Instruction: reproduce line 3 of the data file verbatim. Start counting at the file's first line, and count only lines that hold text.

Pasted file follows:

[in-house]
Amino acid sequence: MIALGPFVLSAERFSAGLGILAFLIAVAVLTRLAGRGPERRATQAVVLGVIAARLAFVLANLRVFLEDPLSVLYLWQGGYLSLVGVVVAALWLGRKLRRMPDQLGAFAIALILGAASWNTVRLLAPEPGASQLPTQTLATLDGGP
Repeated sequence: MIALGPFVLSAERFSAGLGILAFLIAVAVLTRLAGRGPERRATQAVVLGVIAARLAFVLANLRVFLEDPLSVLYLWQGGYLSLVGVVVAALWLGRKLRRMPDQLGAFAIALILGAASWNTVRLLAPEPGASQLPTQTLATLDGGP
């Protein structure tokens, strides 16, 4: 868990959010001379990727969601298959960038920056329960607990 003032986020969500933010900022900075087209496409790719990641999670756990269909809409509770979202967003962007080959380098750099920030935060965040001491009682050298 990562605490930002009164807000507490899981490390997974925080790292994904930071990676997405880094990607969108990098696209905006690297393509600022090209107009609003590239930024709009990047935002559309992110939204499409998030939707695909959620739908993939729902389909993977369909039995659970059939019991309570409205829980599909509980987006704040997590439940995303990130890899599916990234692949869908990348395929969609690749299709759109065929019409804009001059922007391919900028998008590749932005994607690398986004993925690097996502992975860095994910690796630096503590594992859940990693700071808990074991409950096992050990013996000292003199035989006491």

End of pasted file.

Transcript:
Repeated sequence: MIALGPFVLSAERFSAGLGILAFLIAVAVLTRLAGRGPERRATQAVVLGVIAARLAFVLANLRVFLEDPLSVLYLWQGGYLSLVGVVVAALWLGRKLRRMPDQLGAFAIALILGAASWNTVRLLAPEPGASQLPTQTLATLDGGP